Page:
K-1 Fiancee Visa

Check Out Frequently Asked Questions & Answers

1. Who is a ‘Fiancé(e)’?

A fiancé(e) is a person who is engaged or contracted to be married. The marriage must be legally possible under the laws of the state in the U.S. where the marriage will take place.

2. How Does a Fiancé(e) Visa Work?

A U.S. citizen who wants a foreign national fiancé(e) to travel to the United States to marry him or her in the U.S. and live in the U.S. must file Form I-129F, Petition for Alien Fiancé(e), with the USCIS.

NOTE: This petition cannot be filed at an embassy, consulate or U.S. immigration office abroad.

After USCIS approves the petition, it sends the petition to the National Visa Center (NVC) for processing. The NVC will forward the approved petition to the embassy or consulate where foreign national fiancé(e) resides so her or she can apply for a K-1 visa.

3. Should the U.S. Citizen Petitioner Use the Affidavit of Support Form I-864 or Form I-134?

Since the K-1 is a nonimmigrant visa, the U.S. citizen petitioning for his or her foreign national fiancé(e) should use the Form I-134.

NOTE: The Form I-864 will be required when the foreign national fiancé(e) applies for adjustment of status to conditional permanent resident in the United States after marriage to the petitioning U.S. citizen.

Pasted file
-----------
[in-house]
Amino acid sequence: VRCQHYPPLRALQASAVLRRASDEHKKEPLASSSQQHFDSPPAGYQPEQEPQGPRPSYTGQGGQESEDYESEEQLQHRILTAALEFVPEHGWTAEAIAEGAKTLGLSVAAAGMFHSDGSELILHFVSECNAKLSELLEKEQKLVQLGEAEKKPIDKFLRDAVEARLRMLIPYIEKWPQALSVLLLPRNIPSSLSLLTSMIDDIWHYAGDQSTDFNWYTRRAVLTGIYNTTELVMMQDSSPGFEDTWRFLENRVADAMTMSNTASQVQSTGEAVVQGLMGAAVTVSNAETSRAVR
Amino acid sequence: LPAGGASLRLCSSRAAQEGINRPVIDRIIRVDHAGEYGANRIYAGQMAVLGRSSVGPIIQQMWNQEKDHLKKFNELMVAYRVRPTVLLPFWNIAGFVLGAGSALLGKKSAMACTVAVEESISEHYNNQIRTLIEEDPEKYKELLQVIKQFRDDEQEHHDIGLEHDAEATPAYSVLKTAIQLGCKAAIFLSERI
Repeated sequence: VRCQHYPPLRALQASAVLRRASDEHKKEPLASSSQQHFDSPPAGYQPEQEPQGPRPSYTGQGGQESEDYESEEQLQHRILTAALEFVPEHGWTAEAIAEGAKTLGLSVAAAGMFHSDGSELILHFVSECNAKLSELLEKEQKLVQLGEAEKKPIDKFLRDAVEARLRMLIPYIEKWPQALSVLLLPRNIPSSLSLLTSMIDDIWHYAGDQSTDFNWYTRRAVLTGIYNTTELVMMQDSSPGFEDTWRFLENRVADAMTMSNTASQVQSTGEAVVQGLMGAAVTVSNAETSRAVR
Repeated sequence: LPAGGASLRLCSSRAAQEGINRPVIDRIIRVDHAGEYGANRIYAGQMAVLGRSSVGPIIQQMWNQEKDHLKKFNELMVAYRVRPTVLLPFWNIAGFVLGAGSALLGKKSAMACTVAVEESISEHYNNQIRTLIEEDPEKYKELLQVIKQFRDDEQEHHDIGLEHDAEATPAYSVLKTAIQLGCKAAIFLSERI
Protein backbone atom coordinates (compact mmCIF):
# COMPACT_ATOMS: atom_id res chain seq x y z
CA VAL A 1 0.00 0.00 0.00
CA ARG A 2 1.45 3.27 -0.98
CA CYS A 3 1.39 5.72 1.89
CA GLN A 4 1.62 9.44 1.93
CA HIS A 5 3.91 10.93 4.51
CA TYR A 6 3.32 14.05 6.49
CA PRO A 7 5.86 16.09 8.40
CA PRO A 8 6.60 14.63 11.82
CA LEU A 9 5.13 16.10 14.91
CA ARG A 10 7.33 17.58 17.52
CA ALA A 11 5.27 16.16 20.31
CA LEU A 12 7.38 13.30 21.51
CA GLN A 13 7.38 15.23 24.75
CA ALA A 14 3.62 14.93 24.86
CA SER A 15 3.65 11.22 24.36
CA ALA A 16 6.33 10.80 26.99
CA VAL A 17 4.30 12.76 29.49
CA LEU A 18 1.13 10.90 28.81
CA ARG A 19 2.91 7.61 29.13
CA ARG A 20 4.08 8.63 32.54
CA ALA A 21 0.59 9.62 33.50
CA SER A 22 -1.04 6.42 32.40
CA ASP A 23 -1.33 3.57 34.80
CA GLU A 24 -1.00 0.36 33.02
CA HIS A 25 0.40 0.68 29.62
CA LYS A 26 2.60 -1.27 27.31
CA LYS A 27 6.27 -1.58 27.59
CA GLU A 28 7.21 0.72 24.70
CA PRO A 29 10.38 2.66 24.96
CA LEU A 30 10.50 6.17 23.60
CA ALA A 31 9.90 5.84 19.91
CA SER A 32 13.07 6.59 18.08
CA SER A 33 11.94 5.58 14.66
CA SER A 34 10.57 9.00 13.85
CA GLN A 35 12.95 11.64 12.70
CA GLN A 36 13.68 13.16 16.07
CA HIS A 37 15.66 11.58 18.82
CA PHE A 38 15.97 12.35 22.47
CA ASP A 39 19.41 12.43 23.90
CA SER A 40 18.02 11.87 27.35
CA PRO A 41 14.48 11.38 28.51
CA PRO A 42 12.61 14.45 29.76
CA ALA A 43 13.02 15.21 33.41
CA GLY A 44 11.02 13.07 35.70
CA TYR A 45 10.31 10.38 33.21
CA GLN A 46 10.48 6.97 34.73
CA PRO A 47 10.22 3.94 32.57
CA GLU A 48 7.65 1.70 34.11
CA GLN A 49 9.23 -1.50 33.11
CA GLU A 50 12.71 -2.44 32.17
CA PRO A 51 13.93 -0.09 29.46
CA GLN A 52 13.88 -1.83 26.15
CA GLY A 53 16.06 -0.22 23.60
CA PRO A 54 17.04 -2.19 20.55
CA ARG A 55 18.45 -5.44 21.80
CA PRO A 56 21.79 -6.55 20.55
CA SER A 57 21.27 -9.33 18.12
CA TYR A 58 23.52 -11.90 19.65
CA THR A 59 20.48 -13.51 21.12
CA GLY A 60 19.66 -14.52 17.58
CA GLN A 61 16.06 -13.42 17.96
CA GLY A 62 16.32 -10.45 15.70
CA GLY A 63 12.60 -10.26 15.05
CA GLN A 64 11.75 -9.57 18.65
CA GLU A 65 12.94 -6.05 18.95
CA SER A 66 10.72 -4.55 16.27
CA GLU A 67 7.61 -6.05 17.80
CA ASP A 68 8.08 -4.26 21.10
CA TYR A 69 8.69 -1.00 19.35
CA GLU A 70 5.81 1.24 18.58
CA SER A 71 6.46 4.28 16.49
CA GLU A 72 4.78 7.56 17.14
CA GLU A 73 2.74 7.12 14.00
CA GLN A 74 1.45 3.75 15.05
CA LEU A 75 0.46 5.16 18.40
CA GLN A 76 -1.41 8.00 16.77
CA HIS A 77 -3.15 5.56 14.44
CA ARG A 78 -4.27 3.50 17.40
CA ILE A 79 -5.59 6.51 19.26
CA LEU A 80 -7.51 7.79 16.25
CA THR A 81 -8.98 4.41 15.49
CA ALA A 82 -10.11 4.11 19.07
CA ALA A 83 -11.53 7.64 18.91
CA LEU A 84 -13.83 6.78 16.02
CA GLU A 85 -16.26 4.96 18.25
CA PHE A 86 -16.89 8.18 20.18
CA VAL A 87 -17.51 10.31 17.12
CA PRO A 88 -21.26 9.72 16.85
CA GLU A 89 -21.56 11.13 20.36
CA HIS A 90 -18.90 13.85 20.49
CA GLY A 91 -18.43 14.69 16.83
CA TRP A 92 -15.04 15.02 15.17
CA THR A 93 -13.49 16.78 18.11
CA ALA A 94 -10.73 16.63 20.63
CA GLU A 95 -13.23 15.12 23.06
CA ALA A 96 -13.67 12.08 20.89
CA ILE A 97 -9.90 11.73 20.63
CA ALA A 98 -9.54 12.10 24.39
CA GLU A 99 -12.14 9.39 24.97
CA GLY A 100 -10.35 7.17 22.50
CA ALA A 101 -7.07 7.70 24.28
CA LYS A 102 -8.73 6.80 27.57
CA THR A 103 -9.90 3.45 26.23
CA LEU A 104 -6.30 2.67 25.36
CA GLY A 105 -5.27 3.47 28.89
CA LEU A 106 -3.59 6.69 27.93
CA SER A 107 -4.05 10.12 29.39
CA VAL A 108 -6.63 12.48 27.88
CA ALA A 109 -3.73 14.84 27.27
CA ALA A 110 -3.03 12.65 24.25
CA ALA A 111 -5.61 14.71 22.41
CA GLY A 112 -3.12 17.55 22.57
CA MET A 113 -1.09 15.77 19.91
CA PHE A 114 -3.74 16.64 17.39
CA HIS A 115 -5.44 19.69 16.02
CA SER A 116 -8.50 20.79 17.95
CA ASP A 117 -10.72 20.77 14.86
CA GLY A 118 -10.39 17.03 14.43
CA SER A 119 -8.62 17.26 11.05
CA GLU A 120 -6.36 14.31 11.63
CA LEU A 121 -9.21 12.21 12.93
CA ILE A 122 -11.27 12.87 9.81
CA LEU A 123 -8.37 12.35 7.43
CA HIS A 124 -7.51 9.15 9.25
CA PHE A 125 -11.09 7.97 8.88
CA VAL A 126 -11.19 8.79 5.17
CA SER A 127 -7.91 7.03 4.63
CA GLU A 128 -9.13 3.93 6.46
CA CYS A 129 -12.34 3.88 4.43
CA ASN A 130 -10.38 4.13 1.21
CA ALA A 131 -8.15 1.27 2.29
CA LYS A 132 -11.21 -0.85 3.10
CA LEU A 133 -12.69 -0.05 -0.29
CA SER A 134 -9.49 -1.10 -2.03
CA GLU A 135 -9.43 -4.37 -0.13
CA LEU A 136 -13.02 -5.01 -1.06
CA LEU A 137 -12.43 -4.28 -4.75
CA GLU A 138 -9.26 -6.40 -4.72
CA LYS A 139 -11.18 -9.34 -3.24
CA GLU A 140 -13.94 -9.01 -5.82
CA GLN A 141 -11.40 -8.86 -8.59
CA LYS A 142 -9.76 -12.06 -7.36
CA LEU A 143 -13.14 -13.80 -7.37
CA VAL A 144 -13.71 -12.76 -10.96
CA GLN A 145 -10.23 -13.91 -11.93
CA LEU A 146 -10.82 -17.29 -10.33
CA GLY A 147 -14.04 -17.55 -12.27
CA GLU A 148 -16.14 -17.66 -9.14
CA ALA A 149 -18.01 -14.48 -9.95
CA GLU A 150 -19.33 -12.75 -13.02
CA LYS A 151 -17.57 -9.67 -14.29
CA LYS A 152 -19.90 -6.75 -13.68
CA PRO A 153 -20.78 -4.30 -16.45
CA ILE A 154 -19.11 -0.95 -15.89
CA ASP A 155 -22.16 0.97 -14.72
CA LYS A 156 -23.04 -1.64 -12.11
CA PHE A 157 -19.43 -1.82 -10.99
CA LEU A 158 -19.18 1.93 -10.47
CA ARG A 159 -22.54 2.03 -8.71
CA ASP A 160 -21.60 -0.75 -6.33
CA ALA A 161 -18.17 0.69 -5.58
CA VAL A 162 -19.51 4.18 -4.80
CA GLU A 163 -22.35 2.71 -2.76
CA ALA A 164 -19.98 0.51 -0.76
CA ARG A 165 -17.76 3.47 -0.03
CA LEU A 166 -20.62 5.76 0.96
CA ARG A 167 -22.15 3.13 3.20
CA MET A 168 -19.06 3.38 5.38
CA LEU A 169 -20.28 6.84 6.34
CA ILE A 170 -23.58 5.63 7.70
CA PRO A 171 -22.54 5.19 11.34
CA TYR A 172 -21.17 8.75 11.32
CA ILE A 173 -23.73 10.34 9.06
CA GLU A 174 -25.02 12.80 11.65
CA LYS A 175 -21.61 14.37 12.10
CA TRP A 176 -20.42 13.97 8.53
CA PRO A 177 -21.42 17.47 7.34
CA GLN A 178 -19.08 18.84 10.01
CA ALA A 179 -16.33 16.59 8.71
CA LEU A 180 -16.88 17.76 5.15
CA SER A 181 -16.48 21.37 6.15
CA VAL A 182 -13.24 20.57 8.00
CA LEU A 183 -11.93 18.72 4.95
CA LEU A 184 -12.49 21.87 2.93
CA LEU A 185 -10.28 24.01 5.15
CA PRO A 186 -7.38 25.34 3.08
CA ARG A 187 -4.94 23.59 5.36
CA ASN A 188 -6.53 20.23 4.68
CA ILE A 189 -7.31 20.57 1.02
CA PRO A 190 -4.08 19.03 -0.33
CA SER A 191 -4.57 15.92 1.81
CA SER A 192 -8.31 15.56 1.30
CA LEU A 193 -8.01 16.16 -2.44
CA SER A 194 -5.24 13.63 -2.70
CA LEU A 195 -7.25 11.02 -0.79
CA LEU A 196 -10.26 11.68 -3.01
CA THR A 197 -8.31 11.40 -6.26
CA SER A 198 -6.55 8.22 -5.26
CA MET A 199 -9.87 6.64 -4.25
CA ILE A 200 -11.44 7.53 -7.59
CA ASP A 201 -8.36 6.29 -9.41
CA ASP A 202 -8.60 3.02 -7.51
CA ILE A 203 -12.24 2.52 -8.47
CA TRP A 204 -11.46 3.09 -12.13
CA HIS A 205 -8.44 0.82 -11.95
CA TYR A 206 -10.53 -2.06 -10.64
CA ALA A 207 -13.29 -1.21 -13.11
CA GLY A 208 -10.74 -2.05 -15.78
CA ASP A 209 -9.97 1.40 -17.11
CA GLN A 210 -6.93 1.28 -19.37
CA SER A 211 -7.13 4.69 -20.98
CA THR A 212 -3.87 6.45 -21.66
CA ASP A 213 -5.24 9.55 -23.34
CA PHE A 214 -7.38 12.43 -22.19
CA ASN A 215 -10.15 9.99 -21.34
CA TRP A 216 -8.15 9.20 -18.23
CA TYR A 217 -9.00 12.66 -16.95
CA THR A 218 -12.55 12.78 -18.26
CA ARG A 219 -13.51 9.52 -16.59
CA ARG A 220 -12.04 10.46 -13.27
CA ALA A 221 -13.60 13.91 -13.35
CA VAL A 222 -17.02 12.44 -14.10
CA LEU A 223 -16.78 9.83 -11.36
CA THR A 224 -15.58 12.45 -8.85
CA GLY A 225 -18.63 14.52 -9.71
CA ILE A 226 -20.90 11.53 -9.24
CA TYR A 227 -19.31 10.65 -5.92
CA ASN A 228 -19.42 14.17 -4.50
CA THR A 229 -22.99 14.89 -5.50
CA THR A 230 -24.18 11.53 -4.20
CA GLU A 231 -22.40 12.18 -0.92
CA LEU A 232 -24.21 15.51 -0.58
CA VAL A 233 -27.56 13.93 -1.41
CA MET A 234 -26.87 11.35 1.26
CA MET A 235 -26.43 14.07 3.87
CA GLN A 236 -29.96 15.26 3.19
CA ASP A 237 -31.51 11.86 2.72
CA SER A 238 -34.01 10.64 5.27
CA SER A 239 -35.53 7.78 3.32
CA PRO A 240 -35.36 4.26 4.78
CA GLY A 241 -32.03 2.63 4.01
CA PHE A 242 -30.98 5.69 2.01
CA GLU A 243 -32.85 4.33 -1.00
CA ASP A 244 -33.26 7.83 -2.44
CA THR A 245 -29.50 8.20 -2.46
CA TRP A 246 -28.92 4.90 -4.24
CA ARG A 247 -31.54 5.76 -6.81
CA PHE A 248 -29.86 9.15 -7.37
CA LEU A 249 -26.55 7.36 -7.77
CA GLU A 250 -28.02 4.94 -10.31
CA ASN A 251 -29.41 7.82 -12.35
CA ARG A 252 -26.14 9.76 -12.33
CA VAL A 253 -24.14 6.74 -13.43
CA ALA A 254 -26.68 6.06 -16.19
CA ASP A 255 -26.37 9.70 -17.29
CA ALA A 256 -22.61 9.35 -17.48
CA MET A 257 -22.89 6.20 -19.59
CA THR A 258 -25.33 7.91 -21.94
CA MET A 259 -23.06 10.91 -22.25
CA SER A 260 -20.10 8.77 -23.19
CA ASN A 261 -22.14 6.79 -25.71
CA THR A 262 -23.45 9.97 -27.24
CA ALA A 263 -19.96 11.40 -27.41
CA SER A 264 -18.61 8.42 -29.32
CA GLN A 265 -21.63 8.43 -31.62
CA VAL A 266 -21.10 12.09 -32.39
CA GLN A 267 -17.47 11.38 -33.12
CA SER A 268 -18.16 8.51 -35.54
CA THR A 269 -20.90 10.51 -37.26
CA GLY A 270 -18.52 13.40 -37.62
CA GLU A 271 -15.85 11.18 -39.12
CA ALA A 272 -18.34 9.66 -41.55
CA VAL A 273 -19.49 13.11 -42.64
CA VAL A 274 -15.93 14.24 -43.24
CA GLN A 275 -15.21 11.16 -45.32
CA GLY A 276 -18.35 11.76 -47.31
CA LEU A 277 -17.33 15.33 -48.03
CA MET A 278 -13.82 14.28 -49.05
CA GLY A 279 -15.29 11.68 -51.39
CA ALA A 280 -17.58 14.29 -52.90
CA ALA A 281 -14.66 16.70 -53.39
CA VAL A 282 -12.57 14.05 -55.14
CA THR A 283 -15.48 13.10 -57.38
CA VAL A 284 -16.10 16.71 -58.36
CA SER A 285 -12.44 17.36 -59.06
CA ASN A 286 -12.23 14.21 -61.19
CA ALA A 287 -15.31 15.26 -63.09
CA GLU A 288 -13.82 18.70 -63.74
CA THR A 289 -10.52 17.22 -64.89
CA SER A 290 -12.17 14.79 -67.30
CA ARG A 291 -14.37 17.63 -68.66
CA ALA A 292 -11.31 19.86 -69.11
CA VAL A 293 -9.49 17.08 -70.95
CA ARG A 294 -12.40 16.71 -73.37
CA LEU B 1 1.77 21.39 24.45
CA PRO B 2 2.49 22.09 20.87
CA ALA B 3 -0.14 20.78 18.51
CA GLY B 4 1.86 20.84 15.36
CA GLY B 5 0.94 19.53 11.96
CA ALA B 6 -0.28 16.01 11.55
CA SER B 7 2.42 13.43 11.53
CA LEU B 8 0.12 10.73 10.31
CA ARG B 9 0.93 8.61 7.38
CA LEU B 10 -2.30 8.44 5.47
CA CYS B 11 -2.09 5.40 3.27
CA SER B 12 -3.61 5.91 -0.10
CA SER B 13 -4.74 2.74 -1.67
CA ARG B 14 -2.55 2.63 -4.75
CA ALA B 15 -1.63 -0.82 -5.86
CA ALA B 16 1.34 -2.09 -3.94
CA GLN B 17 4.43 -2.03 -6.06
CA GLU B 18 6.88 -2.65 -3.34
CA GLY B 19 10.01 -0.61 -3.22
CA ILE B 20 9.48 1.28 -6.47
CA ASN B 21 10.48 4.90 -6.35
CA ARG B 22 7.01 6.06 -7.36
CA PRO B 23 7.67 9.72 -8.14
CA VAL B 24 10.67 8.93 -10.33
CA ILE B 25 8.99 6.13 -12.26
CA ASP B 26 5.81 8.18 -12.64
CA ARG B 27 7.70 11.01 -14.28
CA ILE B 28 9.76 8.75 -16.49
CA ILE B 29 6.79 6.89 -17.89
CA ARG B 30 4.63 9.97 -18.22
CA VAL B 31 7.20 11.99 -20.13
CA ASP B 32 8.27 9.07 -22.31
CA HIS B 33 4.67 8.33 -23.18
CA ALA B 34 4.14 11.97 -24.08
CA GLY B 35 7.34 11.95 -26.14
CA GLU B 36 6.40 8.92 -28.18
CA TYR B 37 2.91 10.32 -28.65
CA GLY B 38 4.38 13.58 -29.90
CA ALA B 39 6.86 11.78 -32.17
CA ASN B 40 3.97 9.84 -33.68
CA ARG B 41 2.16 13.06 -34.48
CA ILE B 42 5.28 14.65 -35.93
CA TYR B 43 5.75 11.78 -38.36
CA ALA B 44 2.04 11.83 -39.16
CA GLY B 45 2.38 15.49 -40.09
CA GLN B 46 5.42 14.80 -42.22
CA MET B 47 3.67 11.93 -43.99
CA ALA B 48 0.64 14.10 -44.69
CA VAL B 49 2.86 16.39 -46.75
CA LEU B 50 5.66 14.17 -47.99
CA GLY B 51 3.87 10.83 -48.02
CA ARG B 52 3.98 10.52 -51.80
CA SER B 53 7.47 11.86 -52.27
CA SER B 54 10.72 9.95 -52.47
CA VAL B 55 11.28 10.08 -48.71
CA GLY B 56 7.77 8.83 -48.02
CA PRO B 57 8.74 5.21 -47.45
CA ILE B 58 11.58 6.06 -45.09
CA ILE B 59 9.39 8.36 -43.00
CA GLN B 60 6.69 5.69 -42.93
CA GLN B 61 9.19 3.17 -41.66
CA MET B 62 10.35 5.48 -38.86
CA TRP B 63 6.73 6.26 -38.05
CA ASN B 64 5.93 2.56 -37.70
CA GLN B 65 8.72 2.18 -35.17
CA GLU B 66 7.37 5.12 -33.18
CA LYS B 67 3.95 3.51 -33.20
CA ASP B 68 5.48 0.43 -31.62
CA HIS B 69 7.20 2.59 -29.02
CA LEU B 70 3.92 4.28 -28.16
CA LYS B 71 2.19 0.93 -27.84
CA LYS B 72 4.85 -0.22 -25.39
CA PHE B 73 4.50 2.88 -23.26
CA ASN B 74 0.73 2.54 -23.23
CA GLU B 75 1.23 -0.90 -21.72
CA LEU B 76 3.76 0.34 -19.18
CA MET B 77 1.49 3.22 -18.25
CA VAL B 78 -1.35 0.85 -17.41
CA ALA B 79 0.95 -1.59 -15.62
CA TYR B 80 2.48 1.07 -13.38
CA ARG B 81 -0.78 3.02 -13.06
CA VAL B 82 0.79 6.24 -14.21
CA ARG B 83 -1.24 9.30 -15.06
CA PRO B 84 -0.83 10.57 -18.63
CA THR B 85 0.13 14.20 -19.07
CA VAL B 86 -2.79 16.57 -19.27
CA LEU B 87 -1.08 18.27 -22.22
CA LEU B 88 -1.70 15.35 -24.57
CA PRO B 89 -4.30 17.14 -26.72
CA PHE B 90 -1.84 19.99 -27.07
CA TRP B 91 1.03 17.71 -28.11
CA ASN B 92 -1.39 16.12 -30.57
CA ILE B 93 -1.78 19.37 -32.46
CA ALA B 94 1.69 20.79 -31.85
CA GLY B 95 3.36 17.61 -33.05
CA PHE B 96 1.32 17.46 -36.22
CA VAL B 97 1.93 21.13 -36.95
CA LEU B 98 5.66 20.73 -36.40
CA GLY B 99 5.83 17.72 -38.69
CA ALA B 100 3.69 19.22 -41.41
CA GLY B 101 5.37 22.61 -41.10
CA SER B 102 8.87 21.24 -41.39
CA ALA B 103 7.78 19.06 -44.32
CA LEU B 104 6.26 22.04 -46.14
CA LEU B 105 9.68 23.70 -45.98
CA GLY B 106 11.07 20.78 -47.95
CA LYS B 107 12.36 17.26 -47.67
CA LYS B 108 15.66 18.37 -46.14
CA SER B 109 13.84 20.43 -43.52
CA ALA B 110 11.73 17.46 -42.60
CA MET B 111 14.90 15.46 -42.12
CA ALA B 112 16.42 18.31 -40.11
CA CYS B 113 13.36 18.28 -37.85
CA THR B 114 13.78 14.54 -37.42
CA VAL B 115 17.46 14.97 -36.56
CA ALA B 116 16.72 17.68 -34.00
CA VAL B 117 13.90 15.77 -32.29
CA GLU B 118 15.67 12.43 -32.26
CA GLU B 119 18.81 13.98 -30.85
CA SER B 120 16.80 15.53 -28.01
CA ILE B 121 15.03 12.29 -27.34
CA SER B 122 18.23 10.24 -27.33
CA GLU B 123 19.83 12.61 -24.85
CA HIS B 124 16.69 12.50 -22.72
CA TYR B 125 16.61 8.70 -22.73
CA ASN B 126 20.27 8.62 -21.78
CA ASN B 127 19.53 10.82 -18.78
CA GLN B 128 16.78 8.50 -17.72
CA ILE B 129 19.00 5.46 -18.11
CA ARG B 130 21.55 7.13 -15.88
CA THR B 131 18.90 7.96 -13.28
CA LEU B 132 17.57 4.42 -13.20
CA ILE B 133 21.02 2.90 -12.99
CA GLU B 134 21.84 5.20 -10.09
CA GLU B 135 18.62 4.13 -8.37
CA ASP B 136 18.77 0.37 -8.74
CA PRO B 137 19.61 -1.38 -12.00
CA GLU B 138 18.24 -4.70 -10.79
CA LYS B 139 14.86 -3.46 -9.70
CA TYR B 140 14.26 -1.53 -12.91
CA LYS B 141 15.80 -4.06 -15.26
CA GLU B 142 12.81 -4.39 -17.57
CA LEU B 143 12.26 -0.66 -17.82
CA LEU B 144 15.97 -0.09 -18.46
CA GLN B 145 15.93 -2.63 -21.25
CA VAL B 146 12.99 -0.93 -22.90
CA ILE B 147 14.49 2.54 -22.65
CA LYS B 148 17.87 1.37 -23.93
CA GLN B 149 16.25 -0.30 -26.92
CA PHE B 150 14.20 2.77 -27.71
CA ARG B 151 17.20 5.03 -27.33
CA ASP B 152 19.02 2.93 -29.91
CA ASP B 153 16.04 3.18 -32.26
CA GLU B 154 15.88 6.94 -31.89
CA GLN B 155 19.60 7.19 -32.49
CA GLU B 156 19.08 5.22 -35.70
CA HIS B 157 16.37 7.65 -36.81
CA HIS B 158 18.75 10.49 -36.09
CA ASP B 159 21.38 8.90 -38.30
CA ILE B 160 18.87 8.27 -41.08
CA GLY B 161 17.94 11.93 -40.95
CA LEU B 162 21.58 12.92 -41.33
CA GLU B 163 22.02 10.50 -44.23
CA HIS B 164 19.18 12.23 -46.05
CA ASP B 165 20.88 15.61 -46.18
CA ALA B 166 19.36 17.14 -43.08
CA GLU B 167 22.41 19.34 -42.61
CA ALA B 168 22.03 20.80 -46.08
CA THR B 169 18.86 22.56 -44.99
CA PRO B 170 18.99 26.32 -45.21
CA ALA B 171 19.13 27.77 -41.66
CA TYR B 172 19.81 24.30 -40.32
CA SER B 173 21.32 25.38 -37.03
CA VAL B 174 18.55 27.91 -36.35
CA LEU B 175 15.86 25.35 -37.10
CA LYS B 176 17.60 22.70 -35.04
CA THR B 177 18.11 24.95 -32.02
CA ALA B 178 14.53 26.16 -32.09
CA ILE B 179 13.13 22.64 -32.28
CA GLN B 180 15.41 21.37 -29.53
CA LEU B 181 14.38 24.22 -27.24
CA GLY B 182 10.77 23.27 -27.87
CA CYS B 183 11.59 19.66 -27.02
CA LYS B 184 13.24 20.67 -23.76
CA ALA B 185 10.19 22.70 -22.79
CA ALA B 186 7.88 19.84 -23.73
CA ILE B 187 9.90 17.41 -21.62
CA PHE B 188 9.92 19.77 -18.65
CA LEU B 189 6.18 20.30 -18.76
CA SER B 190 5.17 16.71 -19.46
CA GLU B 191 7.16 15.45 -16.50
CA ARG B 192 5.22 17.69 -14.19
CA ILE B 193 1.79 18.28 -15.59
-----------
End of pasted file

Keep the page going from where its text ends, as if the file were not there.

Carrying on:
4. Do the Same Income Requirements Apply to all Immigrant Visa Applicants Even if They Use the I-134?

No. Applicants using the Form I-134 only need to show that their sponsor’s income is 100% of federal poverty guidelines. The 125% minimum income requirement, the most recent year’s tax return and other requirements only apply when a Form I-864 is required.

5. How Much Does it Cost for a K-1 Visa?

Costs vary from country to country and case to case. But in general, fees are charged for the following services:

  1. Filing an Alien Fiancé(e) Petition, Form I-129F
  2. Nonimmigrant visa application processing fee
  3. Medical examination (costs vary from post to post)
  4. Fingerprinting fees, if required
  5. Other costs may include translation and photocopying charges, fees for getting the documents required for the visa application (such as passport, police certificates, birth certificates, etc.), and expenses for travel to the embassy or consulate for an interview